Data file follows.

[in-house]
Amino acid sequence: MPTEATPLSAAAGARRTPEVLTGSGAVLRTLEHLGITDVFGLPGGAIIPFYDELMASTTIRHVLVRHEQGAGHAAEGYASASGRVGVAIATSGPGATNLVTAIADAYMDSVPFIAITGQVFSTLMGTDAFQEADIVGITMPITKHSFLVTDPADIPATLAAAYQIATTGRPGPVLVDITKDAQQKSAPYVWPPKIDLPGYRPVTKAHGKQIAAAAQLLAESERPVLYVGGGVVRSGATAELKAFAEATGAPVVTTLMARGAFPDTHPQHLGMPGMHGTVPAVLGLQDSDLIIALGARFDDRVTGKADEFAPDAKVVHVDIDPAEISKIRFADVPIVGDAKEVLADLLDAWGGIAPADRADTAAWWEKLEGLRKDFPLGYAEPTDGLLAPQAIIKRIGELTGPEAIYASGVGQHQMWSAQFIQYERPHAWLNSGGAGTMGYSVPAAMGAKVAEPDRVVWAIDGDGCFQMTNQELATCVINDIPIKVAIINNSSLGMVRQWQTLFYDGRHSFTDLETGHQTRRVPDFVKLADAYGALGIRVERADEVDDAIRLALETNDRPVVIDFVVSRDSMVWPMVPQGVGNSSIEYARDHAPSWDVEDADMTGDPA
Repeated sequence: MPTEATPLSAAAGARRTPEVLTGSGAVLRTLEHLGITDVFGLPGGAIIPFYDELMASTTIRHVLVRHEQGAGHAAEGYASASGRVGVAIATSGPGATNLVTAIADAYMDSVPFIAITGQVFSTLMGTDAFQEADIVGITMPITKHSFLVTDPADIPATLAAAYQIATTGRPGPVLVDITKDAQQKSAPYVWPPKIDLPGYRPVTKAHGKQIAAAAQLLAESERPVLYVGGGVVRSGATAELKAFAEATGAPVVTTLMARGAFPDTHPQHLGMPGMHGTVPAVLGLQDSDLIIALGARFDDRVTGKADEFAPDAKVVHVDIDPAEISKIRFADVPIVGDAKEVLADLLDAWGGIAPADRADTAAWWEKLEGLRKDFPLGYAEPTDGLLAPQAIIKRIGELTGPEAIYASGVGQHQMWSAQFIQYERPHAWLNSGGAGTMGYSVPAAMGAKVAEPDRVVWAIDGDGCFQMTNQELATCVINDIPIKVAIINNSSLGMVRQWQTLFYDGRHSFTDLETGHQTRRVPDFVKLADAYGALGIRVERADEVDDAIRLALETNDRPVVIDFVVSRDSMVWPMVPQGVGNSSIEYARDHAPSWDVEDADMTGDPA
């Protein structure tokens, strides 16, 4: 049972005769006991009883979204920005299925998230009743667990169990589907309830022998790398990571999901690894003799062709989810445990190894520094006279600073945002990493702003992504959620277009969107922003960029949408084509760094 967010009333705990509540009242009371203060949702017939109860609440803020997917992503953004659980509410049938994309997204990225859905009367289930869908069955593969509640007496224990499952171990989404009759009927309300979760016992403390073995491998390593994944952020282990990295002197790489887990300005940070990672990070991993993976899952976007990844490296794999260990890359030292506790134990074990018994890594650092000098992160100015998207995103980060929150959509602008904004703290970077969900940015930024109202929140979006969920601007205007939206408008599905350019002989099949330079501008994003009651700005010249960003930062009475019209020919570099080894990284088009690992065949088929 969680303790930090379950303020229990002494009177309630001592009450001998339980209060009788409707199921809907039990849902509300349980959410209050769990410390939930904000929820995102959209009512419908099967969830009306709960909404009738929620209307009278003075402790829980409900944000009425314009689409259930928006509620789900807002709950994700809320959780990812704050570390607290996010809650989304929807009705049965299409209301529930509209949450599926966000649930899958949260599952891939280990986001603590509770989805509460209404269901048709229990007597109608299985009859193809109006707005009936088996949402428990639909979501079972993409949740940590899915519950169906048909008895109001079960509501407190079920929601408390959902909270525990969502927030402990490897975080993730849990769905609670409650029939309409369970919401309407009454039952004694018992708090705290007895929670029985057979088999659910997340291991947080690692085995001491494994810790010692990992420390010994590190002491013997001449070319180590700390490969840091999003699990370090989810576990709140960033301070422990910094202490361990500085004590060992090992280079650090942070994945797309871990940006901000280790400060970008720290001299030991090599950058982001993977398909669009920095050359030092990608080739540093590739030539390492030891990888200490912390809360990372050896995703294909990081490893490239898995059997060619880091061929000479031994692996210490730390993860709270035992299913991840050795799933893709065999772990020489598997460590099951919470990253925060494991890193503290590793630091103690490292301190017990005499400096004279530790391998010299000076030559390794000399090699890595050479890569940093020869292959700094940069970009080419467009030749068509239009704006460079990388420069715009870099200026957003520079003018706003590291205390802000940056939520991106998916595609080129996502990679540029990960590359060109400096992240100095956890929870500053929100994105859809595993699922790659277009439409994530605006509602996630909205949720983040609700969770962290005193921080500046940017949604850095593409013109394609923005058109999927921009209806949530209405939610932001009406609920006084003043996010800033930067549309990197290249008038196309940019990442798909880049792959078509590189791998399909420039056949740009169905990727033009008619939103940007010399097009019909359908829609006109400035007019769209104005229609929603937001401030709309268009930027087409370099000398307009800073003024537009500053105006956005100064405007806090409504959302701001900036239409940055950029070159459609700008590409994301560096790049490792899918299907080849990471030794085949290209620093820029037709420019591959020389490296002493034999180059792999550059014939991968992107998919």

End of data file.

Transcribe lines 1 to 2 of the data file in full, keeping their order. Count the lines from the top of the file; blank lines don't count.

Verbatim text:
[in-house]
Amino acid sequence: MPTEATPLSAAAGARRTPEVLTGSGAVLRTLEHLGITDVFGLPGGAIIPFYDELMASTTIRHVLVRHEQGAGHAAEGYASASGRVGVAIATSGPGATNLVTAIADAYMDSVPFIAITGQVFSTLMGTDAFQEADIVGITMPITKHSFLVTDPADIPATLAAAYQIATTGRPGPVLVDITKDAQQKSAPYVWPPKIDLPGYRPVTKAHGKQIAAAAQLLAESERPVLYVGGGVVRSGATAELKAFAEATGAPVVTTLMARGAFPDTHPQHLGMPGMHGTVPAVLGLQDSDLIIALGARFDDRVTGKADEFAPDAKVVHVDIDPAEISKIRFADVPIVGDAKEVLADLLDAWGGIAPADRADTAAWWEKLEGLRKDFPLGYAEPTDGLLAPQAIIKRIGELTGPEAIYASGVGQHQMWSAQFIQYERPHAWLNSGGAGTMGYSVPAAMGAKVAEPDRVVWAIDGDGCFQMTNQELATCVINDIPIKVAIINNSSLGMVRQWQTLFYDGRHSFTDLETGHQTRRVPDFVKLADAYGALGIRVERADEVDDAIRLALETNDRPVVIDFVVSRDSMVWPMVPQGVGNSSIEYARDHAPSWDVEDADMTGDPA